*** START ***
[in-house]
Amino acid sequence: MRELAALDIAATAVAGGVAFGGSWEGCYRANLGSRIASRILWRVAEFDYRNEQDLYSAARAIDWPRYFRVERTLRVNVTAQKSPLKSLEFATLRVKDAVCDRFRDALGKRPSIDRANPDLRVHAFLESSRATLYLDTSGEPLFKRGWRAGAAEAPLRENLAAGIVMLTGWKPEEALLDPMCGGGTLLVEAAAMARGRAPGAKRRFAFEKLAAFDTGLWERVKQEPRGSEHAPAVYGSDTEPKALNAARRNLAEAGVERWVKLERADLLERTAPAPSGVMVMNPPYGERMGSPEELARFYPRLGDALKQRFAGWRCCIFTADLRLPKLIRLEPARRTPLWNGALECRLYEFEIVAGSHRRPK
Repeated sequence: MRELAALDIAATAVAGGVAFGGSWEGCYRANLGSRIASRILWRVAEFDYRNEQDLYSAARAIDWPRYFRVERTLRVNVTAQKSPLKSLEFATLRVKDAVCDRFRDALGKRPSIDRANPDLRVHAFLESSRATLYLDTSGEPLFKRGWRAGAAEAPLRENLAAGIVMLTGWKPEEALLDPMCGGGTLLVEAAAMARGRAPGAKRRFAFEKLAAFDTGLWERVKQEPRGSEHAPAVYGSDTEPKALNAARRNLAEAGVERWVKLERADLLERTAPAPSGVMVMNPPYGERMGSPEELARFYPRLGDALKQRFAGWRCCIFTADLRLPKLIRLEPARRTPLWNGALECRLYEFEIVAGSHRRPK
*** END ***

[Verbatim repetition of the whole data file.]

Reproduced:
[in-house]
Amino acid sequence: MRELAALDIAATAVAGGVAFGGSWEGCYRANLGSRIASRILWRVAEFDYRNEQDLYSAARAIDWPRYFRVERTLRVNVTAQKSPLKSLEFATLRVKDAVCDRFRDALGKRPSIDRANPDLRVHAFLESSRATLYLDTSGEPLFKRGWRAGAAEAPLRENLAAGIVMLTGWKPEEALLDPMCGGGTLLVEAAAMARGRAPGAKRRFAFEKLAAFDTGLWERVKQEPRGSEHAPAVYGSDTEPKALNAARRNLAEAGVERWVKLERADLLERTAPAPSGVMVMNPPYGERMGSPEELARFYPRLGDALKQRFAGWRCCIFTADLRLPKLIRLEPARRTPLWNGALECRLYEFEIVAGSHRRPK
Repeated sequence: MRELAALDIAATAVAGGVAFGGSWEGCYRANLGSRIASRILWRVAEFDYRNEQDLYSAARAIDWPRYFRVERTLRVNVTAQKSPLKSLEFATLRVKDAVCDRFRDALGKRPSIDRANPDLRVHAFLESSRATLYLDTSGEPLFKRGWRAGAAEAPLRENLAAGIVMLTGWKPEEALLDPMCGGGTLLVEAAAMARGRAPGAKRRFAFEKLAAFDTGLWERVKQEPRGSEHAPAVYGSDTEPKALNAARRNLAEAGVERWVKLERADLLERTAPAPSGVMVMNPPYGERMGSPEELARFYPRLGDALKQRFAGWRCCIFTADLRLPKLIRLEPARRTPLWNGALECRLYEFEIVAGSHRRPK